Wednesday, November 18, 2015

Yaya Jammeh threats to opposition leaders consistent with radical teachings of Dr. Baba Ceesay

Dr. Baba Ceesay 
Dr. Baba Ceesay, a Saudi-trained Wahhabi cleric who has been preaching the most extreme from of Islam for a couple of years in The Gambia, appears to be gaining influence within the regime of Yahya Jammeh.  

Dr. Ceesay is one of many Wahhabi scholars who have caved out a comfortable niche within the Jammeh dictatorship from where they serve a consistent dose of extreme form of Islamic teachings that the violent dictatorship of Yaya Jammeh find appealing.

The Saudi-trained cleric has preached in the past that Sharia law justifies the killing of opponents of a ruler.  This type of hateful rhetoric appears to be encouraged by a regime that thrives on political violence to further tighten its grip on power - a rhetoric consistent with the regime's violent agenda.

It is no coincidence that the Gambian dictator has started threatening the opposition leaders with death and disappearances in a run up to the 2016 presidential elections.  Jammeh was recorded few days ago threatening the opposition and warning them of more hard times ahead.

Also consistent with Dr. Baba Ceesay radical teachings of what he claims to be Islamic, that elections are the invention of the infidels, Jammeh has said that the vote is meaningless because elections will not remove him from the presidency.  The trivialization of elections in general and the Gambian electoral process in particular is a permanent feature in Jammeh's campaign itinerary.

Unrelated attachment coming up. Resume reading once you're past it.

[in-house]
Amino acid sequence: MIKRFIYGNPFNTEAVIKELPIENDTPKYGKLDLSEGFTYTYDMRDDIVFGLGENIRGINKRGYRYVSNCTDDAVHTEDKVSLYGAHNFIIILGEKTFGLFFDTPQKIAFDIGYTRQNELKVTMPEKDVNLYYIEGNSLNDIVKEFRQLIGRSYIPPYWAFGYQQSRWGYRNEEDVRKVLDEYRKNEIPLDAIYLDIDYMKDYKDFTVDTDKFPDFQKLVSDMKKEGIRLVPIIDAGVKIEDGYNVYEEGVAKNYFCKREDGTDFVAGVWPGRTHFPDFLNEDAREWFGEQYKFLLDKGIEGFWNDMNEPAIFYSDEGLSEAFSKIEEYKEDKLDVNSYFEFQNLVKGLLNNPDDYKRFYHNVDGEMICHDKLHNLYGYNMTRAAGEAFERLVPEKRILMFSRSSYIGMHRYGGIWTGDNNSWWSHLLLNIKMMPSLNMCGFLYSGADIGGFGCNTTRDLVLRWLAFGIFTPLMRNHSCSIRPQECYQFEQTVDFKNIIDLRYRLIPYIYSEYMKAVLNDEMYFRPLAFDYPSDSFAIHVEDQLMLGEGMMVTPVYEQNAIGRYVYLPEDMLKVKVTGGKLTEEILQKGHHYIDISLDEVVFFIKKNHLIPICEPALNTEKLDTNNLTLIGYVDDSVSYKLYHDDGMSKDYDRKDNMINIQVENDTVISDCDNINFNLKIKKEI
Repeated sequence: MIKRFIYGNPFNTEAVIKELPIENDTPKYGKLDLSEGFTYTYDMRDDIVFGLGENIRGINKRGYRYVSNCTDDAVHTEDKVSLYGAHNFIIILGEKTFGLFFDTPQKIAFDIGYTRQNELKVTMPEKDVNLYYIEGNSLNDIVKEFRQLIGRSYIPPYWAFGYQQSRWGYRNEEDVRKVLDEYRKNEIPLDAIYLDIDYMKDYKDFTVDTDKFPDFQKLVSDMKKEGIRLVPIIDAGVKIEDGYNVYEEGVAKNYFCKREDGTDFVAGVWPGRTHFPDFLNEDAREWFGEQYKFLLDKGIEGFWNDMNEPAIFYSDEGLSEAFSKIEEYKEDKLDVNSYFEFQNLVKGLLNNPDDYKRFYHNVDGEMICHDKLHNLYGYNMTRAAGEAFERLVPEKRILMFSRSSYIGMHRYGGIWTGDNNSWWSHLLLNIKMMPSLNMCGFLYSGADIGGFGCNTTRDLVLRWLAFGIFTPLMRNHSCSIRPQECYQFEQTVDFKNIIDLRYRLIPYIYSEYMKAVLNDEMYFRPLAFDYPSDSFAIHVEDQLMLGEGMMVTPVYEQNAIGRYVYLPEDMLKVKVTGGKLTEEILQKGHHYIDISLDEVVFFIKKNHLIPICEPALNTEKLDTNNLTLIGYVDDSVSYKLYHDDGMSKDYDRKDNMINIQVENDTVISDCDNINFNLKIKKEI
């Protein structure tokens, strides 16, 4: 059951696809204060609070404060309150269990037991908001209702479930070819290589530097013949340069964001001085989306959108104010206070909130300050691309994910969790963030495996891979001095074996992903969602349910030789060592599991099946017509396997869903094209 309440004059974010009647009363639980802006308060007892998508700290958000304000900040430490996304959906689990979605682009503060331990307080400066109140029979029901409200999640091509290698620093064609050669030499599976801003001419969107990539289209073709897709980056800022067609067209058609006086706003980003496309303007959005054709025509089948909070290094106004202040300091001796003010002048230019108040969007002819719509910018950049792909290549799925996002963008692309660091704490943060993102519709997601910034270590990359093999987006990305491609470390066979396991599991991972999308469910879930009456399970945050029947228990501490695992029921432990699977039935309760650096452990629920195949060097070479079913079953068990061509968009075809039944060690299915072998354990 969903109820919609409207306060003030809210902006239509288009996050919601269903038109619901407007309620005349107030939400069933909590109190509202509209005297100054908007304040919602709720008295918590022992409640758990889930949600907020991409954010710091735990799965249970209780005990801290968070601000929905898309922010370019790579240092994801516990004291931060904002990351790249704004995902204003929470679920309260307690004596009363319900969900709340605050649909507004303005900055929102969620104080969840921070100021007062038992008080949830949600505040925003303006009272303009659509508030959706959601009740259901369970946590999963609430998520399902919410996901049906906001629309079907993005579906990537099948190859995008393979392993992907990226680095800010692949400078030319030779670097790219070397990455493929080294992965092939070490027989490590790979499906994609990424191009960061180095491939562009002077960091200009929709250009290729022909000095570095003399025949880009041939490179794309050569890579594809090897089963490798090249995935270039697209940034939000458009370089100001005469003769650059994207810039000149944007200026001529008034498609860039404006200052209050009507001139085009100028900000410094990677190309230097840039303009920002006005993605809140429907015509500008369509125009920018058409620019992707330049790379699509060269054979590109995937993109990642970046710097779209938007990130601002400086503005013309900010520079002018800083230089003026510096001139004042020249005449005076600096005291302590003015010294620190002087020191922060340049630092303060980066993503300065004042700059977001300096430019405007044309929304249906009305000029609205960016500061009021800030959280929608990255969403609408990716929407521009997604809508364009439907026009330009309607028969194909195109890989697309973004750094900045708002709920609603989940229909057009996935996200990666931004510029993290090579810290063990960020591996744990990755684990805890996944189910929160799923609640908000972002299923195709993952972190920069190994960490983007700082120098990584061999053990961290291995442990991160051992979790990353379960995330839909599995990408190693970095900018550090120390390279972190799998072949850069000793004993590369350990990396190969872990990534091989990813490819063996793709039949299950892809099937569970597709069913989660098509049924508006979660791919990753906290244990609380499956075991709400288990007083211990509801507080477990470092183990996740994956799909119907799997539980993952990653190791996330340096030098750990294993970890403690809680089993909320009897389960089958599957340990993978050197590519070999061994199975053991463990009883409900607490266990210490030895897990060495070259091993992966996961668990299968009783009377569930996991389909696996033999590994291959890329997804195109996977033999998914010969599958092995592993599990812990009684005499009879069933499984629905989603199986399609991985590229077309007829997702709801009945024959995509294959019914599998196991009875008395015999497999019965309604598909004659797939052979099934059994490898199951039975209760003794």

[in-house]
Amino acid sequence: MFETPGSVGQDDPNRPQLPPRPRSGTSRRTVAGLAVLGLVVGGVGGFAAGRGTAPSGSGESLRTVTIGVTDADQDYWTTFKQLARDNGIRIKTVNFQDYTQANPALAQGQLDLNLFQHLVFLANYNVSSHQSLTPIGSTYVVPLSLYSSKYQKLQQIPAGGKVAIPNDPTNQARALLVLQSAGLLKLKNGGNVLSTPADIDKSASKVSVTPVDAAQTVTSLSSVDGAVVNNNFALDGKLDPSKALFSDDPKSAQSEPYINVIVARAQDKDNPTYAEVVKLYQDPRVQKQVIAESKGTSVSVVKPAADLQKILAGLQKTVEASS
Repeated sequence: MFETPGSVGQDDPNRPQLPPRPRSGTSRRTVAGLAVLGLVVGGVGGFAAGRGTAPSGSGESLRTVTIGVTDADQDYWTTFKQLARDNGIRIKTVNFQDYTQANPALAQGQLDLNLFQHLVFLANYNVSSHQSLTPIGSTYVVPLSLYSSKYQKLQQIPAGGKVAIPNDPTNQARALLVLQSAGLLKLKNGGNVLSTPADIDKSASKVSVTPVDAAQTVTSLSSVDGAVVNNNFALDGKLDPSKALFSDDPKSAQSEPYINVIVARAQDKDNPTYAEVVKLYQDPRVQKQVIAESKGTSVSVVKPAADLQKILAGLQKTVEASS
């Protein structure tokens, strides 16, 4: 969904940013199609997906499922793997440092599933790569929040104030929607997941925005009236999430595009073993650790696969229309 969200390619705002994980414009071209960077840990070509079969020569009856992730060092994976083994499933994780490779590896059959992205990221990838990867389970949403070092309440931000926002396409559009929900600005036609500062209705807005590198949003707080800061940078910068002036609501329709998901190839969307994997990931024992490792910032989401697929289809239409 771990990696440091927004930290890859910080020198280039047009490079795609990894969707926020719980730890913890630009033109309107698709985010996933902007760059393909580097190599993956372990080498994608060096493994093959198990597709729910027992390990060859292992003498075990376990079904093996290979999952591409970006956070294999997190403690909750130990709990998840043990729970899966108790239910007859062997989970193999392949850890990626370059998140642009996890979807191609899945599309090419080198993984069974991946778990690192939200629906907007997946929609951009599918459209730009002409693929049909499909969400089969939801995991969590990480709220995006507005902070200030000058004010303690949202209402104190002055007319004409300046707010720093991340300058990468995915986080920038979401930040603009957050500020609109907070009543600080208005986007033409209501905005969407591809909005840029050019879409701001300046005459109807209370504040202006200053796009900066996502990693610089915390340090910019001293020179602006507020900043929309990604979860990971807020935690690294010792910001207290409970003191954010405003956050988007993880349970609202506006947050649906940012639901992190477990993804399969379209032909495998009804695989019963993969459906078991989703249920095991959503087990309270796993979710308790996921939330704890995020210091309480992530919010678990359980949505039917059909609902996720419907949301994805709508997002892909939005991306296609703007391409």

These radical cleric's presence in The Gambia and the influential role they seem to be caving for themselves deserves the attention of all freedom-loving Gambians who believe in and contribute to the idea of the secularity of the state.  

Tuesday, November 17, 2015

Is Jammeh going to call early elections?

Gambia's Opposition Leaders
Reports are circulating within the circles of the Gambian dictator to suggest that he is considering calling early elections in 2016 to catch the opposition flatfooted.

Yaya Jammeh is increasingly feeling that his claim to power is being challenged by a more determined opposition, coupled with an increasingly vocal opposition supporters who have been showing up in droves at opposition rallies.

The United Democratic Party's rallies of recent past have not only been well attended but they have been organized without the routine police permits that have been a requirement in the past.

It could be recalled that there was a 3-day stand-off at Fass Njagga Choi when the UDP was denied a permit to conduct a nationwide tour which eventually ended with the police issuing the permit that allowed the tour to proceed.  Since then, it appears that the UDP has been organizing well-attended rallies without police permits or at least without the usual tussle.

The Gambian dictator's recent moves and public statements suggest a worried politician who has observed, what appears, to be a rejuvenated and determined UDP, coupled with a discernible decline in public support for the ruling APRC party.  Jammeh's political rallies have not been well attended in the last year indicating that his supporters are unhappy with a string of unfulfilled promises - ranging from the promise to make Gambia self-sufficient in rice with his numerous Visions to his promises of providing electricity to numerous localities - resulting in numerous disgruntled APRC supporters.